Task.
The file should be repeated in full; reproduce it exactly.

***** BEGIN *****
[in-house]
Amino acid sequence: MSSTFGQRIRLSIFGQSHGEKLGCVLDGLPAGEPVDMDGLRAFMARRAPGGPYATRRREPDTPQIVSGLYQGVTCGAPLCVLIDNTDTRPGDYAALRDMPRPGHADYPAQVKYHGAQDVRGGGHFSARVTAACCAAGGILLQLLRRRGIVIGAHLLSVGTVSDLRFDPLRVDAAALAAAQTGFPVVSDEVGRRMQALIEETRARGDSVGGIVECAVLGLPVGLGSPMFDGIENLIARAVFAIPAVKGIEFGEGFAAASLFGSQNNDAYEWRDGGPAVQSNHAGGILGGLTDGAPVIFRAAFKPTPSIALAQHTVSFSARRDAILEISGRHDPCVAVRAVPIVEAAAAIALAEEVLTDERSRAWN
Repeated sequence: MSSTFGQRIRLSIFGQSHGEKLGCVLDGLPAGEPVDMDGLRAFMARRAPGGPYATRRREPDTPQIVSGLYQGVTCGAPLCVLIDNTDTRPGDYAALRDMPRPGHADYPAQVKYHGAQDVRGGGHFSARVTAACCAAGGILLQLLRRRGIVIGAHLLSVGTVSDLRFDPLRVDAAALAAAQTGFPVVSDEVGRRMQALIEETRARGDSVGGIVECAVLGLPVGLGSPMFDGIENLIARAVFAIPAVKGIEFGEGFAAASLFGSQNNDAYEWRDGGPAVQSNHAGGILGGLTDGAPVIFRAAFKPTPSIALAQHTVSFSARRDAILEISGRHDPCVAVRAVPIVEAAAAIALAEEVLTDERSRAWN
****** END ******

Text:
[in-house]
Amino acid sequence: MSSTFGQRIRLSIFGQSHGEKLGCVLDGLPAGEPVDMDGLRAFMARRAPGGPYATRRREPDTPQIVSGLYQGVTCGAPLCVLIDNTDTRPGDYAALRDMPRPGHADYPAQVKYHGAQDVRGGGHFSARVTAACCAAGGILLQLLRRRGIVIGAHLLSVGTVSDLRFDPLRVDAAALAAAQTGFPVVSDEVGRRMQALIEETRARGDSVGGIVECAVLGLPVGLGSPMFDGIENLIARAVFAIPAVKGIEFGEGFAAASLFGSQNNDAYEWRDGGPAVQSNHAGGILGGLTDGAPVIFRAAFKPTPSIALAQHTVSFSARRDAILEISGRHDPCVAVRAVPIVEAAAAIALAEEVLTDERSRAWN
Repeated sequence: MSSTFGQRIRLSIFGQSHGEKLGCVLDGLPAGEPVDMDGLRAFMARRAPGGPYATRRREPDTPQIVSGLYQGVTCGAPLCVLIDNTDTRPGDYAALRDMPRPGHADYPAQVKYHGAQDVRGGGHFSARVTAACCAAGGILLQLLRRRGIVIGAHLLSVGTVSDLRFDPLRVDAAALAAAQTGFPVVSDEVGRRMQALIEETRARGDSVGGIVECAVLGLPVGLGSPMFDGIENLIARAVFAIPAVKGIEFGEGFAAASLFGSQNNDAYEWRDGGPAVQSNHAGGILGGLTDGAPVIFRAAFKPTPSIALAQHTVSFSARRDAILEISGRHDPCVAVRAVPIVEAAAAIALAEEVLTDERSRAWN